The author has been described by News Ltd as an "iconoclast", "Svengali", a pollie's "economist muse", and "pungently accurate". Fairfax says he is a "Renaissance man" and "one of Australia’s most respected analysts." Stephen Koukoulas concludes that he is "85% right", and "would make a great Opposition leader." Terry McCrann claims the author thinks "‘nuance’ is a trendy village in the south of France", but can be "scintillating" when he thinks "clearly". The ACTU reckons he’s "an enigma wrapped in a Bloomberg terminal, wrapped in some apparently well-honed abs."
Wednesday, September 26, 2012
Top banking executive responds to Andrew Leigh on inequality debate
Hi Mr Leigh,
I think your opening statement in today’s AFR is misleading, “To see if you care about inequality, take this simple test. Suppose you had a chance of being born into any of the five wealth quintiles in Australia. Would you prefer to be born into a society where the share of wealth held by each of the quintiles was 1 per cent, 6 per cent, 12 per cent, 20 per cent and 62 per cent? Or a society where the shares were 15 per cent, 17 per cent, 20 per cent, 24 per cent and 24 per cent?”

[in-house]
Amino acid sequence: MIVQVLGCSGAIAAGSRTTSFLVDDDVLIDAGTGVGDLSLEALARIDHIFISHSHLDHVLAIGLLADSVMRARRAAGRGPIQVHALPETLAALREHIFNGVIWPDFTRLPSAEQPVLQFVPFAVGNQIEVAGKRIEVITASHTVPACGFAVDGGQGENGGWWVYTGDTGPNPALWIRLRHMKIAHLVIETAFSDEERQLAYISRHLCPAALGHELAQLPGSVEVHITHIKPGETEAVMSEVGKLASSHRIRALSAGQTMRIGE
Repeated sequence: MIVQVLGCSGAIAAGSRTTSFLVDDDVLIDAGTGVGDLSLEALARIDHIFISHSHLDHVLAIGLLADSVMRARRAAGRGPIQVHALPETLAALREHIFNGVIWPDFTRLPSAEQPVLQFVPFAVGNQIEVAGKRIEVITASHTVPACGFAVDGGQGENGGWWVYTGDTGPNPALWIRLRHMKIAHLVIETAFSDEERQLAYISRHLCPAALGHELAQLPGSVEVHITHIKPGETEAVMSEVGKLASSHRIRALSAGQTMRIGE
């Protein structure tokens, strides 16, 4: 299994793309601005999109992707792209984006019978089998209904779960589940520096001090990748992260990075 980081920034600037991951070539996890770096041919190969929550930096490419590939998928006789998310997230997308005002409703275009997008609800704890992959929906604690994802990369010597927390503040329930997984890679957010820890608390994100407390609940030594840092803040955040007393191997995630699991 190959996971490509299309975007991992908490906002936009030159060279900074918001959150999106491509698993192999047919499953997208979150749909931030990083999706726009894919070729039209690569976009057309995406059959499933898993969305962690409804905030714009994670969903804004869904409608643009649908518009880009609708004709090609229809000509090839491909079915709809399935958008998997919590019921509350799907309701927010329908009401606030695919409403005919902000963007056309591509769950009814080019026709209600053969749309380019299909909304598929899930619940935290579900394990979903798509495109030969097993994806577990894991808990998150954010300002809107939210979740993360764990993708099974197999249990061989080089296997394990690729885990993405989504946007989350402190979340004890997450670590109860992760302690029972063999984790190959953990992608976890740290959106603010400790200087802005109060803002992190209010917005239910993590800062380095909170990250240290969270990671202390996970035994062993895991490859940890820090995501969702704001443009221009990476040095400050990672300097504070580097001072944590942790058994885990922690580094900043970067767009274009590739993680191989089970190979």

This statement presupposes that there is no social mobility in the society into which you are born. Australia as a nation has excellent social mobility (ie the income of the child has a very low correlation to the income of the parents) which is testament to our fantastic free education system.
Income inequality is primarily a problem when it is coupled with low social mobility (such as in the US) as it breeds class resentment and disengagement with society at large. Where the highest levels of income are broadly available to all members of society income inequality is much less of a problem.